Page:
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The association between patient attitudes and values and the strength of consideration for contralateral prophylactic mastectomy in a population-based sample of breast cancer patients.

Hawley ST, et al. Cancer. 2017.


BACKGROUND: Little is known about how the individual decision styles and values of breast cancer patients at the time of treatment decision making are associated with the consideration of different treatment options and specifically with the consideration of contralateral prophylactic mastectomy (CPM).

METHODS: Newly diagnosed patients with early-stage breast cancer who were treated in 2013-2014 were identified through the Surveillance, Epidemiology, and End Results registries of Los Angeles and Georgia and were surveyed approximately 7 months after surgery (n = 2578; response rate, 71%). The primary outcome was the consideration of CPM (strong vs less strong). The association between patients' values and decision styles and strong consideration was assessed with multivariate logistic regression.

RESULTS: Approximately one-quarter of women (25%) reported strong/very strong consideration of CPM, and another 29% considered it moderately/weakly. Decision styles, including a rational-intuitive approach to decision making, varied. The factors most valued by women at the time of treatment decision making were as follows: avoiding worry about recurrence (82%) and reducing the need for more surgery (73%). In a multivariate analysis, patients who preferred to make their own decisions, those who valued avoiding worry about recurrence, and those who valued avoiding radiation significantly more often strongly considered CPM (P < .05), whereas those who reported being more logical and those who valued keeping their breast did so less often.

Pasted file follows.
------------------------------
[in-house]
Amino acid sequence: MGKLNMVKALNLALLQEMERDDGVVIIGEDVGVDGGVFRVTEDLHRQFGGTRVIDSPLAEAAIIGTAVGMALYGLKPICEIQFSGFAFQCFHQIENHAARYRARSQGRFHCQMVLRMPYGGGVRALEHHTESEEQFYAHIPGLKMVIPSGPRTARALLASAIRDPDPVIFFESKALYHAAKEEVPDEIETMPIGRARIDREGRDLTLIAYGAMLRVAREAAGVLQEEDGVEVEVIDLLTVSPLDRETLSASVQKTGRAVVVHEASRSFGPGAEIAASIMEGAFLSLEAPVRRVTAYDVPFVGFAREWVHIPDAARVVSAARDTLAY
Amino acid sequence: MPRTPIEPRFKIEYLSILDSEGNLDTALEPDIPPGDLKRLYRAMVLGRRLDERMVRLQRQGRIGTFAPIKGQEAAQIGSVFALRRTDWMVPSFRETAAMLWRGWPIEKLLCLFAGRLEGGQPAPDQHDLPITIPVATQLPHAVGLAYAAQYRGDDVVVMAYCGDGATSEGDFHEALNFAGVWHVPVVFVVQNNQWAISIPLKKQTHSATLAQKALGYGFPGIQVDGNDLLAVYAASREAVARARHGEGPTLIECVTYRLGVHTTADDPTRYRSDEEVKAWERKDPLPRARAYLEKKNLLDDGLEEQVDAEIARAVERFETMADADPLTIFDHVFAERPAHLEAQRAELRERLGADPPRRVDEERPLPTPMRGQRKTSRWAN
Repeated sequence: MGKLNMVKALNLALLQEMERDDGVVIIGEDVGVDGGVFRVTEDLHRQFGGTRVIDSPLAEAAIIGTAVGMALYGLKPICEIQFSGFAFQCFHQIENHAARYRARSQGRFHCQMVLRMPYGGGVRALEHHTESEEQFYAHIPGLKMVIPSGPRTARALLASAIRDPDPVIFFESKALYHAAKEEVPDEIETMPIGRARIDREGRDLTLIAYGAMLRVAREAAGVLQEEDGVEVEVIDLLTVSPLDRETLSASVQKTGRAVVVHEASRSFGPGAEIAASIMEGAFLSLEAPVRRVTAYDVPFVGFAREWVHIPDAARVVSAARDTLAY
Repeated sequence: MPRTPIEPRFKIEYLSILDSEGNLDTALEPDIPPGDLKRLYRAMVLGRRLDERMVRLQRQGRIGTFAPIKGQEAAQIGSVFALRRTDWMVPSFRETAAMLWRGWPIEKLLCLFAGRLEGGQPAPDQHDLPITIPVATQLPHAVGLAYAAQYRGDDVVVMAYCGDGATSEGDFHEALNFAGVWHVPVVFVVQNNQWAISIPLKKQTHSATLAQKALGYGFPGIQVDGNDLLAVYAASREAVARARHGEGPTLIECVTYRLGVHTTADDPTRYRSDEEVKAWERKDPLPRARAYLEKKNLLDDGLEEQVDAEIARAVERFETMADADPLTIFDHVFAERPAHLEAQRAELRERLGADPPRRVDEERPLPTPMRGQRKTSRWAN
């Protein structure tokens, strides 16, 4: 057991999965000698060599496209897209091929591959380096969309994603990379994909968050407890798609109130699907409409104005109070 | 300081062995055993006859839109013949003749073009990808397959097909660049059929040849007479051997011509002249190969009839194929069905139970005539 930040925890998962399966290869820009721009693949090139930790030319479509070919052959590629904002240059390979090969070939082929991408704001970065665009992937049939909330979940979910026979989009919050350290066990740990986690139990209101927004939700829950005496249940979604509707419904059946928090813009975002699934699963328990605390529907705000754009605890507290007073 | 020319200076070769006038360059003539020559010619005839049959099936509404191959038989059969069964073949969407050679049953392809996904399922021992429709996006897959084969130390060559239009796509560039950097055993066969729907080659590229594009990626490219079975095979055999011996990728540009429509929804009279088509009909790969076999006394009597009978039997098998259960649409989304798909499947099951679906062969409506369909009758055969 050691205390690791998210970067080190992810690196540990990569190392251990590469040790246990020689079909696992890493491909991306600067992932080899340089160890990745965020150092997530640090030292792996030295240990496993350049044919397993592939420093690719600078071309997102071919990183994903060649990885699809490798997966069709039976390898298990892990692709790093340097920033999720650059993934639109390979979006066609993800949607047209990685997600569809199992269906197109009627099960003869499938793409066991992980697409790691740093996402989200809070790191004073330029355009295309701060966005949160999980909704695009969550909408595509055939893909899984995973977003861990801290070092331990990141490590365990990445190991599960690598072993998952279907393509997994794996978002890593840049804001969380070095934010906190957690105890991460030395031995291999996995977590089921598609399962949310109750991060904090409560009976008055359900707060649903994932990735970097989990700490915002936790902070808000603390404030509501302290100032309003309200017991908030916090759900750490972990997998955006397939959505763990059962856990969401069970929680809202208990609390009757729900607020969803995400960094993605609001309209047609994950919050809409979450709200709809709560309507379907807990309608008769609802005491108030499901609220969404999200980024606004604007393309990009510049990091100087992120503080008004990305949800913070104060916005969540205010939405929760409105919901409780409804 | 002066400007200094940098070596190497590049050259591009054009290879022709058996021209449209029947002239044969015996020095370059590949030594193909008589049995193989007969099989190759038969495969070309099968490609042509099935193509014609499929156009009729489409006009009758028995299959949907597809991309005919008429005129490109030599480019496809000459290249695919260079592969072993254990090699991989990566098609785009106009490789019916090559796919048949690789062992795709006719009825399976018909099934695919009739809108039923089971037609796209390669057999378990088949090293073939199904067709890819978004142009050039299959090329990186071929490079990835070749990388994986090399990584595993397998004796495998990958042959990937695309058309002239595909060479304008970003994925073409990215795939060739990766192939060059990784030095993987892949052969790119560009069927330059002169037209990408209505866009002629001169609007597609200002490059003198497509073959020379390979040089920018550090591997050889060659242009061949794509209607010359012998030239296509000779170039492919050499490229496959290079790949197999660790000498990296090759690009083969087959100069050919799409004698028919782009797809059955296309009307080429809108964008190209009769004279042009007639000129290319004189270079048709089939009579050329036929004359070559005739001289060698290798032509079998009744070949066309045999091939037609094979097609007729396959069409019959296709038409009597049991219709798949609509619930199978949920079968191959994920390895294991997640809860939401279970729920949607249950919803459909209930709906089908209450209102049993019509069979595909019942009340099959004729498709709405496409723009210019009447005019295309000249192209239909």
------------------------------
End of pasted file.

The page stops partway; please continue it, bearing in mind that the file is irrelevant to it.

CONCLUSIONS: Many patients considered CPM, and the consideration was associated with both decision styles and values. The variability in decision styles and values observed in this study suggests that formally evaluating these characteristics at or before the initial treatment encounter could provide an opportunity for improving patient clinician discussions. Cancer 2017;123:4547-4555. © 2017 American Cancer Society.

© 2017 American Cancer Society.


28810062 [Indexed for MEDLINE]


PMC5907487 [Available on 2018-12-01]

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